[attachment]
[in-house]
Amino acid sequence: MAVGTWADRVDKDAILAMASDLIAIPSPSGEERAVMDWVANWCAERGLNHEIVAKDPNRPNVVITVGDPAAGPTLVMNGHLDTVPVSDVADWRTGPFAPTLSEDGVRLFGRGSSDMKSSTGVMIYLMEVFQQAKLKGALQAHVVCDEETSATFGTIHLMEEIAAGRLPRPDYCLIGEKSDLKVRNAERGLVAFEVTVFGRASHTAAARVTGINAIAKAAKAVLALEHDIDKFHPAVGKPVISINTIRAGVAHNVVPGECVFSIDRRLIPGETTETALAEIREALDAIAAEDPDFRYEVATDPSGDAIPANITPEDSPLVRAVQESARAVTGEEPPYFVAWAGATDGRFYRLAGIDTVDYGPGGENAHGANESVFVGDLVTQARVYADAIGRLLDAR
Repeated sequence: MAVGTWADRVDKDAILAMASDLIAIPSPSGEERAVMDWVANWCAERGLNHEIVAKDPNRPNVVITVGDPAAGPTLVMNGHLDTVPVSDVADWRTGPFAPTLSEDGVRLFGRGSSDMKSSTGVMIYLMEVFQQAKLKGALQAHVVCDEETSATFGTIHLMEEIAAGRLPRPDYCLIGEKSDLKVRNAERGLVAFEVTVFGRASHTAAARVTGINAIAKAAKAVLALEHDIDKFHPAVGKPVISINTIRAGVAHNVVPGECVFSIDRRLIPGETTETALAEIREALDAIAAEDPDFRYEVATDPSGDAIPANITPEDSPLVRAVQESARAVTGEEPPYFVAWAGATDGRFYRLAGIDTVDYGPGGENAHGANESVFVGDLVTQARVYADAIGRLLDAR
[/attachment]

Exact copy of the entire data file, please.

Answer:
[in-house]
Amino acid sequence: MAVGTWADRVDKDAILAMASDLIAIPSPSGEERAVMDWVANWCAERGLNHEIVAKDPNRPNVVITVGDPAAGPTLVMNGHLDTVPVSDVADWRTGPFAPTLSEDGVRLFGRGSSDMKSSTGVMIYLMEVFQQAKLKGALQAHVVCDEETSATFGTIHLMEEIAAGRLPRPDYCLIGEKSDLKVRNAERGLVAFEVTVFGRASHTAAARVTGINAIAKAAKAVLALEHDIDKFHPAVGKPVISINTIRAGVAHNVVPGECVFSIDRRLIPGETTETALAEIREALDAIAAEDPDFRYEVATDPSGDAIPANITPEDSPLVRAVQESARAVTGEEPPYFVAWAGATDGRFYRLAGIDTVDYGPGGENAHGANESVFVGDLVTQARVYADAIGRLLDAR
Repeated sequence: MAVGTWADRVDKDAILAMASDLIAIPSPSGEERAVMDWVANWCAERGLNHEIVAKDPNRPNVVITVGDPAAGPTLVMNGHLDTVPVSDVADWRTGPFAPTLSEDGVRLFGRGSSDMKSSTGVMIYLMEVFQQAKLKGALQAHVVCDEETSATFGTIHLMEEIAAGRLPRPDYCLIGEKSDLKVRNAERGLVAFEVTVFGRASHTAAARVTGINAIAKAAKAVLALEHDIDKFHPAVGKPVISINTIRAGVAHNVVPGECVFSIDRRLIPGETTETALAEIREALDAIAAEDPDFRYEVATDPSGDAIPANITPEDSPLVRAVQESARAVTGEEPPYFVAWAGATDGRFYRLAGIDTVDYGPGGENAHGANESVFVGDLVTQARVYADAIGRLLDAR